MSE4270-6270-Syllabus - University of Virginia, Department...

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Unformatted text preview: University of Virginia, Department of Materials Science and Engineering Fall 2011, Tuesday and Thursday, 8:00 - 9:15 pm, Thornton Hall A 119 MSE 4270/6270: Introduction to Atomistic Simulations Instructor : Leonid V. Zhigilei Office: Wilsdorf Hall 303D Office hours: open Telephone: (434) 243-3582 E-mail: Web page: Course web site: Abstract: The course introduces students to atomic-level computational methods commonly used in Materials Science, Physics, Chemistry, and Mechanical Engineering. The molecular dynamics and Monte Carlo methods are discussed in depth, from the introduction to the basic concepts to the overview of the current state-of-the-art. Some of the emerging methods for mesoscopic and multiscale modeling are also discussed in the context of real materials-related problems (mechanical and thermodynamic properties, phase transformations, microstructure evolution during processing). Success stories and limitations of contemporary computational methods are considered. The emphasis of the course is on getting practical experience in designing and performing computer simulations. Pre-written codes implementing atomistic computational methods will be provided. Students will use and modify the pre-written codes and write their own simulation and data analysis codes while working on their homework assignments and term projects. A set of example problems for term project will be provided, although students are encouraged to choose a project relevant to their thesis research. Recent research articles in the area of atomistic modeling will be discussed, with each student presenting one or two article. Students will learn to assess the quality and significance of published computational results. 4270/6270 split: The two groups will have joint lectures and largely overlapping homework, with some of the homework problems identified as optional (extra credit) for undergraduate students. The expectation for term projects performed by graduate students is that new non-trivial scientific results are obtained and discussed in the context of current published data. Term projects by undergraduate students may reproduce (with some innovative additions) results reported in literature. some innovative additions) results reported in literature....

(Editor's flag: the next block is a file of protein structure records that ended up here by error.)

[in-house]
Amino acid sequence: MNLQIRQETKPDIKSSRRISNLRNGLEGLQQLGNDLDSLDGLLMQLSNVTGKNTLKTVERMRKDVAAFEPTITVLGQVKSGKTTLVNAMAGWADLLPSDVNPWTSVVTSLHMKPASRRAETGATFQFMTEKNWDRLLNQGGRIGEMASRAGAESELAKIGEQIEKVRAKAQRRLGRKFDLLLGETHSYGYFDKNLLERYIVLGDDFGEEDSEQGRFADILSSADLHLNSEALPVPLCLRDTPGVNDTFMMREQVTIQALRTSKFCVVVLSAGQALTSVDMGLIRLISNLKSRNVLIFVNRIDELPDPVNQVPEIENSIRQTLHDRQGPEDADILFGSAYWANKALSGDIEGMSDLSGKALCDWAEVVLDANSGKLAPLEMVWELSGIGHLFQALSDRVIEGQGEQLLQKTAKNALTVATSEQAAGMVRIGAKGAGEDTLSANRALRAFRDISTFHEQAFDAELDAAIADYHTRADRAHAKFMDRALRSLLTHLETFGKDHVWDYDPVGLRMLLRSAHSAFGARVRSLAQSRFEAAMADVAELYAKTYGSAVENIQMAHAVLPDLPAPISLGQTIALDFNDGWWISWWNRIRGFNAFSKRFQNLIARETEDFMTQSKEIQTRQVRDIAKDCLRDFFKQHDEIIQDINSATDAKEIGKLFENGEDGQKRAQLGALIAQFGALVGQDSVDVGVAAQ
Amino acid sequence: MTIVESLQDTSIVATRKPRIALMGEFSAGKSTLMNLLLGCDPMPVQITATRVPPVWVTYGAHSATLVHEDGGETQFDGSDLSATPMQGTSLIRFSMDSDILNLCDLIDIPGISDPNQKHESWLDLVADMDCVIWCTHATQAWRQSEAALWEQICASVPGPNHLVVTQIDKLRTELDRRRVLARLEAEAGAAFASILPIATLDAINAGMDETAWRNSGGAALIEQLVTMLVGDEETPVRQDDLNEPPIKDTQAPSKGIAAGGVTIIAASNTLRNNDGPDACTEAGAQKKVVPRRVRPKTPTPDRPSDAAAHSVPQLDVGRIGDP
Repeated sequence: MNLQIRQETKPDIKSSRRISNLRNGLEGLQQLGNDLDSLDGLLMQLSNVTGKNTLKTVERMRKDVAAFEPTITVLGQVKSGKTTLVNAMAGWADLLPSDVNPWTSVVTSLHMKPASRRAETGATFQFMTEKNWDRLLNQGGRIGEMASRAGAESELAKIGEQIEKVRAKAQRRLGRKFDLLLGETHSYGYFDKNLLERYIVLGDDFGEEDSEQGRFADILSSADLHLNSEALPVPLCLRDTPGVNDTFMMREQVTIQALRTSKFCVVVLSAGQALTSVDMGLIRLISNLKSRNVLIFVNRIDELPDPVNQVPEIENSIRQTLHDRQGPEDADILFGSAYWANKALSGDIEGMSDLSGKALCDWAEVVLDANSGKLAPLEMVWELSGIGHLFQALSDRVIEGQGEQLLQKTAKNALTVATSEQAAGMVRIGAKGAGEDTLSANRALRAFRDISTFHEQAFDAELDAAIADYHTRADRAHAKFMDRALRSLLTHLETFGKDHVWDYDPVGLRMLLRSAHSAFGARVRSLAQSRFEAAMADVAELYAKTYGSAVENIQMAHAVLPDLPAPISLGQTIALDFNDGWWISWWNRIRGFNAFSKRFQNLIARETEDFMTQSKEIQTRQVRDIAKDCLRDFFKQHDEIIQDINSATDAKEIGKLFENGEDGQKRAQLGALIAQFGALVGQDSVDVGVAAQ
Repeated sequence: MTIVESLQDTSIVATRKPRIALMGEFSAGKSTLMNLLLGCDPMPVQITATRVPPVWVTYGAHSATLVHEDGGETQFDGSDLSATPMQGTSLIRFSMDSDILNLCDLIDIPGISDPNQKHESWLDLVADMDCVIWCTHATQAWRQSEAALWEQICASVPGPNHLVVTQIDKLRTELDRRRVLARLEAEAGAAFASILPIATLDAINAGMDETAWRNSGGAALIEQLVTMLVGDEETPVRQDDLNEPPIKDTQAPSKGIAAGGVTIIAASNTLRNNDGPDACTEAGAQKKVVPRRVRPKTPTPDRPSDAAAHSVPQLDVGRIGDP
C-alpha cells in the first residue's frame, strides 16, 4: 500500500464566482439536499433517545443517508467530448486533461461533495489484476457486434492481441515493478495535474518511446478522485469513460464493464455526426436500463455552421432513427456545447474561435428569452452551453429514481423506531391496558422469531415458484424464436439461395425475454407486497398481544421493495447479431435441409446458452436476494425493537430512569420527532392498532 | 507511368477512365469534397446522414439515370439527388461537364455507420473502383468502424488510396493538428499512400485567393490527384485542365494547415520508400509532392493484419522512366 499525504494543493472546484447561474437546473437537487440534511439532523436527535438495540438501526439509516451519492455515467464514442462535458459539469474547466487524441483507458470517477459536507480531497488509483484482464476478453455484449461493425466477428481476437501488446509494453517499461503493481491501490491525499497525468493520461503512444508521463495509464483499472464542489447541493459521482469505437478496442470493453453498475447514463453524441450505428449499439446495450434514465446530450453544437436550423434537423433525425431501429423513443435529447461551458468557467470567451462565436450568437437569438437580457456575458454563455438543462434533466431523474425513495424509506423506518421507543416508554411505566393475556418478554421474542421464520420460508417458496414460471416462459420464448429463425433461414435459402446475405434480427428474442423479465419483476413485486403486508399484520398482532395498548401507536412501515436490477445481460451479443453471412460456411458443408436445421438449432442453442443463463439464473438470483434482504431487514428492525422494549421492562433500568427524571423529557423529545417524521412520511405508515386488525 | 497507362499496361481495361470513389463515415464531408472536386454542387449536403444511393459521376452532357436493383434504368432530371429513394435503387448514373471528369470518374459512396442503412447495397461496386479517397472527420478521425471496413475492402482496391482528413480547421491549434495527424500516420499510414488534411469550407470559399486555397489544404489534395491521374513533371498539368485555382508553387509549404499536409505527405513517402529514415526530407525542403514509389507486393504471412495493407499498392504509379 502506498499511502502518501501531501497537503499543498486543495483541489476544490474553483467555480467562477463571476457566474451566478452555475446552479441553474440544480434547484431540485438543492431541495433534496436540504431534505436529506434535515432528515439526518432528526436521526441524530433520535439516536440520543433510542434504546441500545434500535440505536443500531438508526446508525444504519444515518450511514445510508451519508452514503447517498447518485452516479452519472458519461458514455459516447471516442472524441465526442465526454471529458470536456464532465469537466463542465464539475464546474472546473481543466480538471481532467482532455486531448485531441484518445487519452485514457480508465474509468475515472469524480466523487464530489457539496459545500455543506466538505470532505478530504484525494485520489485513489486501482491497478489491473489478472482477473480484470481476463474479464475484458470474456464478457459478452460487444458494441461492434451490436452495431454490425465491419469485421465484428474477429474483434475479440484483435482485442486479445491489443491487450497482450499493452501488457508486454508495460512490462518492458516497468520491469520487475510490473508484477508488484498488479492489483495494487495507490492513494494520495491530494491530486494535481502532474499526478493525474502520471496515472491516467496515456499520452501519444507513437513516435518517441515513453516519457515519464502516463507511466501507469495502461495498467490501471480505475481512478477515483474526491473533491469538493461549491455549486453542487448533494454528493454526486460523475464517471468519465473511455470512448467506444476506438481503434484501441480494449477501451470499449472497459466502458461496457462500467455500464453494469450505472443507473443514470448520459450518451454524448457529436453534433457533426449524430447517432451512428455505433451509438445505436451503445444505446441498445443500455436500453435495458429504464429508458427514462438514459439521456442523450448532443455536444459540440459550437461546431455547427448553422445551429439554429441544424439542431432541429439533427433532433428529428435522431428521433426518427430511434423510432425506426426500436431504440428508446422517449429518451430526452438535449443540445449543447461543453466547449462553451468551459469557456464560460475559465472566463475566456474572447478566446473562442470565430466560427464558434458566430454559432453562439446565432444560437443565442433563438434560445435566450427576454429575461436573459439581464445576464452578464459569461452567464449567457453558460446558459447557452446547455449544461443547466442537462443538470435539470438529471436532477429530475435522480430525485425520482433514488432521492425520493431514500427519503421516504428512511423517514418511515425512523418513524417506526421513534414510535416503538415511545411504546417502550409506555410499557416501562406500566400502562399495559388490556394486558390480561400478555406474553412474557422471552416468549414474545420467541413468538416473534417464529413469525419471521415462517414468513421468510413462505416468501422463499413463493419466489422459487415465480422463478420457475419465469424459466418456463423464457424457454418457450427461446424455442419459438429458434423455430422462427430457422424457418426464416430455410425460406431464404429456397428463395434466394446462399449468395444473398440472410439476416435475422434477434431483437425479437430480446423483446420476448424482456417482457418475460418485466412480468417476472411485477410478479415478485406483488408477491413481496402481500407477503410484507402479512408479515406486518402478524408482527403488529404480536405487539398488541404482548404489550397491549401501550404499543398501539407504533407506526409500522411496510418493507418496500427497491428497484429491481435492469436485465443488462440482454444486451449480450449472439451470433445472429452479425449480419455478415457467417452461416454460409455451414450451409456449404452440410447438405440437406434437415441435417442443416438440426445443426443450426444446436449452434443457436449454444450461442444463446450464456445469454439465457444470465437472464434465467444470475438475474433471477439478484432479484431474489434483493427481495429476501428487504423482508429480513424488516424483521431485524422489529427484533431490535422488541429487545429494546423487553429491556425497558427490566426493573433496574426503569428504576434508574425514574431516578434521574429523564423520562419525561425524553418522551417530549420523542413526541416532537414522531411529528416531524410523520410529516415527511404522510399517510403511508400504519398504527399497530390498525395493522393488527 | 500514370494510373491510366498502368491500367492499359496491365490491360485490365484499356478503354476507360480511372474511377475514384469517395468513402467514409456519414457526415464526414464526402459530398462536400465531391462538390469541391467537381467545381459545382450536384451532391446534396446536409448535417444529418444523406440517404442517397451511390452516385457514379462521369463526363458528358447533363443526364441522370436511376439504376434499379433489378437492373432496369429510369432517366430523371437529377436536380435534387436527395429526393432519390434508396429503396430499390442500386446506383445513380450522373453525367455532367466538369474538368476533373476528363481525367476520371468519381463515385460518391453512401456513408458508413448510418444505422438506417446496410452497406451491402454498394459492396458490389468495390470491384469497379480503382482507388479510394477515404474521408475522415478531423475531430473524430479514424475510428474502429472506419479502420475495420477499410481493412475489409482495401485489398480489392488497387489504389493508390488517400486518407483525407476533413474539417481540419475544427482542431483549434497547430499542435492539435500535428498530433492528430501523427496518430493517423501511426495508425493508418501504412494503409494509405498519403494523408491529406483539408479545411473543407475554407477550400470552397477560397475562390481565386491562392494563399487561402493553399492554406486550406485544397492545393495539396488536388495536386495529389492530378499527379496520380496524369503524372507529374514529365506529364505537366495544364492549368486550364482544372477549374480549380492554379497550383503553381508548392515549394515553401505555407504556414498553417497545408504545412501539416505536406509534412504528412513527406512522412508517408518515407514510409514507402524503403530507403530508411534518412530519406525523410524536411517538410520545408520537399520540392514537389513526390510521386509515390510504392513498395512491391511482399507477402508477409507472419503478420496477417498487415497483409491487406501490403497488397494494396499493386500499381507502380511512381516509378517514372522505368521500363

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MSE4270-6270-Syllabus - University of Virginia, Department...

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